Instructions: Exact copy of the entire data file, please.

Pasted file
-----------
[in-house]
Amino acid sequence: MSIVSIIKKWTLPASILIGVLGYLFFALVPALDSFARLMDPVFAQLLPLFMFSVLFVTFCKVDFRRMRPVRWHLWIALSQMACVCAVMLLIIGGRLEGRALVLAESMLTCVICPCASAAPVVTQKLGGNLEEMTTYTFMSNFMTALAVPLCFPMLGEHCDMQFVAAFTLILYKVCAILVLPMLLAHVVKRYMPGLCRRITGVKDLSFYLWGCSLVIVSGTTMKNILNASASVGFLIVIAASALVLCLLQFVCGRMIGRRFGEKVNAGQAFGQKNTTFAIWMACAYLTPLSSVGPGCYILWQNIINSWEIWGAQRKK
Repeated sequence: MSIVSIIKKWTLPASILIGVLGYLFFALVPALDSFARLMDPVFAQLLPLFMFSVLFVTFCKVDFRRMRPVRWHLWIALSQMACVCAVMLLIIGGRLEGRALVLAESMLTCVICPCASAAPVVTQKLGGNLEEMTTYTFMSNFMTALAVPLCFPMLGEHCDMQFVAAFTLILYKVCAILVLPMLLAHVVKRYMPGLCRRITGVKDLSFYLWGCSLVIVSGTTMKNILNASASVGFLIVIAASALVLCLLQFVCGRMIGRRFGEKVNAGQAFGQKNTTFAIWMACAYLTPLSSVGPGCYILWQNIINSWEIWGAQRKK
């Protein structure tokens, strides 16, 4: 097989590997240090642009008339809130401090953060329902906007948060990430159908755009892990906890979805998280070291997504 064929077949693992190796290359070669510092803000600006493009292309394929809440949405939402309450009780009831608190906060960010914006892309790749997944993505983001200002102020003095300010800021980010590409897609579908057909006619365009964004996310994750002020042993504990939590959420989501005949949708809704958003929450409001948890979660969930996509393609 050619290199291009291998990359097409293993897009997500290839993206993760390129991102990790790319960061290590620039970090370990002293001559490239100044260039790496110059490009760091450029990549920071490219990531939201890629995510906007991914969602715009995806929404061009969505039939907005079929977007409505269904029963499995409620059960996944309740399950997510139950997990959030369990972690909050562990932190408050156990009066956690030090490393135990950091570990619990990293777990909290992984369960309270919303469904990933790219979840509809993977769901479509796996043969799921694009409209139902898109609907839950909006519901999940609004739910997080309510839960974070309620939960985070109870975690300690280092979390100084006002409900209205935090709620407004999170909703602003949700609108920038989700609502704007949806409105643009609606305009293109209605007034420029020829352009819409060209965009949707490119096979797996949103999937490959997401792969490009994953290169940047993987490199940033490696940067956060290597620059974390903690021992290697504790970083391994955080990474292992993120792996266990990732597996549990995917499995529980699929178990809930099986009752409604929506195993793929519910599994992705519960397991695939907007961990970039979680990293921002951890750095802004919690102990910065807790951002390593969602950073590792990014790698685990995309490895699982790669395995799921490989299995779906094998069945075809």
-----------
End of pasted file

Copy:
[in-house]
Amino acid sequence: MSIVSIIKKWTLPASILIGVLGYLFFALVPALDSFARLMDPVFAQLLPLFMFSVLFVTFCKVDFRRMRPVRWHLWIALSQMACVCAVMLLIIGGRLEGRALVLAESMLTCVICPCASAAPVVTQKLGGNLEEMTTYTFMSNFMTALAVPLCFPMLGEHCDMQFVAAFTLILYKVCAILVLPMLLAHVVKRYMPGLCRRITGVKDLSFYLWGCSLVIVSGTTMKNILNASASVGFLIVIAASALVLCLLQFVCGRMIGRRFGEKVNAGQAFGQKNTTFAIWMACAYLTPLSSVGPGCYILWQNIINSWEIWGAQRKK
Repeated sequence: MSIVSIIKKWTLPASILIGVLGYLFFALVPALDSFARLMDPVFAQLLPLFMFSVLFVTFCKVDFRRMRPVRWHLWIALSQMACVCAVMLLIIGGRLEGRALVLAESMLTCVICPCASAAPVVTQKLGGNLEEMTTYTFMSNFMTALAVPLCFPMLGEHCDMQFVAAFTLILYKVCAILVLPMLLAHVVKRYMPGLCRRITGVKDLSFYLWGCSLVIVSGTTMKNILNASASVGFLIVIAASALVLCLLQFVCGRMIGRRFGEKVNAGQAFGQKNTTFAIWMACAYLTPLSSVGPGCYILWQNIINSWEIWGAQRKK
């Protein structure tokens, strides 16, 4: 097989590997240090642009008339809130401090953060329902906007948060990430159908755009892990906890979805998280070291997504 064929077949693992190796290359070669510092803000600006493009292309394929809440949405939402309450009780009831608190906060960010914006892309790749997944993505983001200002102020003095300010800021980010590409897609579908057909006619365009964004996310994750002020042993504990939590959420989501005949949708809704958003929450409001948890979660969930996509393609 050619290199291009291998990359097409293993897009997500290839993206993760390129991102990790790319960061290590620039970090370990002293001559490239100044260039790496110059490009760091450029990549920071490219990531939201890629995510906007991914969602715009995806929404061009969505039939907005079929977007409505269904029963499995409620059960996944309740399950997510139950997990959030369990972690909050562990932190408050156990009066956690030090490393135990950091570990619990990293777990909290992984369960309270919303469904990933790219979840509809993977769901479509796996043969799921694009409209139902898109609907839950909006519901999940609004739910997080309510839960974070309620939960985070109870975690300690280092979390100084006002409900209205935090709620407004999170909703602003949700609108920038989700609502704007949806409105643009609606305009293109209605007034420029020829352009819409060209965009949707490119096979797996949103999937490959997401792969490009994953290169940047993987490199940033490696940067956060290597620059974390903690021992290697504790970083391994955080990474292992993120792996266990990732597996549990995917499995529980699929178990809930099986009752409604929506195993793929519910599994992705519960397991695939907007961990970039979680990293921002951890750095802004919690102990910065807790951002390593969602950073590792990014790698685990995309490895699982790669395995799921490989299995779906094998069945075809």